And with the tat and fairy lights comes the new scourge of modern times - the Christmas adverts. John Lewis, M&S, even Aldi and Lidl will all be trying to out-do each other for the best soundtrack, most tear-jerking moment, and greatest amount of cash through the tills.
I am normally a certified Scrooge when it comes to the ads, particularly after last year's demolition of Oasis classic "Half the World Away." This year comes a glimmer of hope, however. The John Lewis advert is actually very good! Here it is:
And I was even more impressed to read that John Lewis had worked with the Wildlife Trust as their charity partner on the advert. They advised the retail giant on how to make the ad and how it could appeal to consumers. Great stuff.
The icing on the cake would be if John Lewis went the extra mile and signed up to the Stop Funding Hate campaign, encouraging retailers to stop advertising in media outlets which encourage discrimination and hatred towards minority groups.
"I've Come to Wish You an Unhappy Birthday" sang The Smiths in '87. And now thirty years on, it's difficult not to feel a sense of foreboding as we wake this morning to celebrate four years as Eighteen Rabbit Fair Trade. It seems like only yesterday that our first lovely customers stepped over the threshold and - to our astonishment! - bought something. It feels like we've come a long way since then. And the world has changed a lot too.
2016 seems to have brough unwelcome and uncomfortable shifts in what we had come to accept as normal life. Bowie, Brexit and now Trump. At every turn there seems to be a chasm between the arguments - facts and figures, debates, even, heaven forbid, "experts" - and the actual result. We're told that Brexit will be bad for Britain - we do it anyway. We see Trump coming out with statements and conduct that would have been unthinkable in any other Presidential race - he wins anyway. "Why do people keep getting it wrong?" we ask ourselves.
I'll freely admit that I have been guilty of this. After the EU refurendum, my first reaction was that the public deserved whatever it got. If they were stupid enough to vote for something so obviously damaging, I reasoned, then good luck to them. For whatever reason, last night's election result has made me realise more sharply than ever how wrong this thinking is.
If we dismiss those who voted for Brexit, or Trump, as simpletons who need to be "educated," we are not only displaying breathtaking arrogance, we are also reinforcing the very mindset that caused the situation in the first place. We lock ourselves in echo chambers where we only hear our own views - "Why would anyone disagree with me when I'm so obviously right? All my friends say so!" It then becomes easy to dismiss those who disagree with us as a lunatic fringe - racists, bigots, gun-totin' rednecks. A small number will fit into those categories. The vast majority have simply had enough.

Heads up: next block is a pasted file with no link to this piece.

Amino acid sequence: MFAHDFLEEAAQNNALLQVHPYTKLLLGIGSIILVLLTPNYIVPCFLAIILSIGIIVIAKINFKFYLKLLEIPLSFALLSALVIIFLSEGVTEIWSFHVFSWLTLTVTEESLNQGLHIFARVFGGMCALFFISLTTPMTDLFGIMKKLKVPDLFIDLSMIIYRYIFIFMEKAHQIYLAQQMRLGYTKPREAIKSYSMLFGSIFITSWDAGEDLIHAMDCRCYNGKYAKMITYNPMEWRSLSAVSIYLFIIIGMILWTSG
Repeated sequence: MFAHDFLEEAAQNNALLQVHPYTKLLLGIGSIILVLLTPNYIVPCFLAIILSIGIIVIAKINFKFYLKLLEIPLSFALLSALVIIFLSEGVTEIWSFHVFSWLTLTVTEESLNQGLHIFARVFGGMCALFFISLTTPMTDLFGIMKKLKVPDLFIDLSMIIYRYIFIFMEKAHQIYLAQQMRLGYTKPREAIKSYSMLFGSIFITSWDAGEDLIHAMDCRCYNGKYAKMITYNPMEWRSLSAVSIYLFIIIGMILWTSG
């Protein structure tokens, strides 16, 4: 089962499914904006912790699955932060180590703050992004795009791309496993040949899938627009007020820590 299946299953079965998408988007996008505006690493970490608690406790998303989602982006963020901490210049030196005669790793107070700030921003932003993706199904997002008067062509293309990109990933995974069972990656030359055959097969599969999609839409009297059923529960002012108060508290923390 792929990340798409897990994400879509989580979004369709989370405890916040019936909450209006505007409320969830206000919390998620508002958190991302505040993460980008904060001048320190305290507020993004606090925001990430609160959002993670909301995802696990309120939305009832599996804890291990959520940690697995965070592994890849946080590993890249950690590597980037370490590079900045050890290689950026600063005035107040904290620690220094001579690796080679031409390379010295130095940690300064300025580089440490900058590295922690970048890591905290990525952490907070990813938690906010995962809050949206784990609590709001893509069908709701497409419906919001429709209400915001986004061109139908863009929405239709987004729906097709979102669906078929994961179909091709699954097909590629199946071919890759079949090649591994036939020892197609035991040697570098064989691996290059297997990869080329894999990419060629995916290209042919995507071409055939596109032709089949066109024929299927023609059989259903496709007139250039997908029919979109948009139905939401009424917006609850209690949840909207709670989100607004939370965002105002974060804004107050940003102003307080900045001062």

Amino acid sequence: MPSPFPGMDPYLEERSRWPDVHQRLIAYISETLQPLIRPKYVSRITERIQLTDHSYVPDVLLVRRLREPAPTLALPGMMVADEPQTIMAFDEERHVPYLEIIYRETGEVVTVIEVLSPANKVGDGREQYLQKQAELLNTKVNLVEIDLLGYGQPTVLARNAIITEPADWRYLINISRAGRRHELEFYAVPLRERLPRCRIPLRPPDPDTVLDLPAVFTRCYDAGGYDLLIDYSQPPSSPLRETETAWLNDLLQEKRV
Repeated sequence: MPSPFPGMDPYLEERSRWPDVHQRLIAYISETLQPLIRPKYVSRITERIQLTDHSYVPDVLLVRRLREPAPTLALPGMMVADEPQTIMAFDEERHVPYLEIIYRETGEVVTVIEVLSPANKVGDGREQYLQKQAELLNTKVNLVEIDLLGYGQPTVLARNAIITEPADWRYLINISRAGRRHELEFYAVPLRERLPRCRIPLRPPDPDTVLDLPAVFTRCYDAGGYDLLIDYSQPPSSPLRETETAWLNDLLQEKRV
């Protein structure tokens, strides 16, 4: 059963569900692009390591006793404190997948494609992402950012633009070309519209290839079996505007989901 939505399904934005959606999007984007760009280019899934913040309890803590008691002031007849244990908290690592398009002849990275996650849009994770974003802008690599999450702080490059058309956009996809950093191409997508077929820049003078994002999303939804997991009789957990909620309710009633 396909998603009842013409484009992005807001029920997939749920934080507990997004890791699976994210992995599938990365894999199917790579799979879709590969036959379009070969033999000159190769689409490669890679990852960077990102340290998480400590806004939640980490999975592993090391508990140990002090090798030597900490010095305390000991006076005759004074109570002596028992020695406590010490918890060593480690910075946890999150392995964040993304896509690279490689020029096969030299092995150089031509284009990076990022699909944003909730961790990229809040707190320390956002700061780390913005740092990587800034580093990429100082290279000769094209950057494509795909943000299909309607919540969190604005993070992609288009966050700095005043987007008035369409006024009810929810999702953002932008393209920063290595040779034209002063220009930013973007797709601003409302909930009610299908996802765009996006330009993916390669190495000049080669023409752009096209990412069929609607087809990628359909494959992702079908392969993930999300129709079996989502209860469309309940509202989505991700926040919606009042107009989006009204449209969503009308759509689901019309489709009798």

The truth is that people are suffering. The world is more unfair than it has ever been, even here in the UK and USA. It would be nice to think that people would rise up against the financial and corporate systems that trap them in poverty but that hasn't been an option on any ballot I remember. It is therefore natural, understandable, and perhaps even admirable that people choose to lash out at soft targets when they get the chance. People are not stupid. They can probably see that there's not much difference between Milliband and Cameron. Or - disgusting rhetoric aside - between Trump and Clinton.
So what now? How to combat what looks like an inexorable slide into lowest common denominator mob rule? Newton's Third Law of Motion states that for every action there is an equal and opposite reaction. There are worse places to start. In the UK we can help to build systems of support that reinforce the truth that there is more that unites us than divides us. Volunteer in your community. Join a local campaign group. Help your church group to reach out to the people most at need. By creating an alternative vision to the hatred and the division, you can build a healthier society. No-one else is going to do it.
We started Eighteen Rabbit four years ago today to try to make the world a fairer place. Our work gives us an insight into the creativity, industriousness and ambition of people all across the globe. By bringing people together, rather than dividing them, we can make sure that the UK is an example of best practice in fairness and equality, rather than a small-minded, closed and selfish nation. Ultimately, we are greater than the sum of our parts. If we reject fear, reject hatred, reject division, then like Pandora before us we might find that all we are left with is hope. And hope is what we need right now.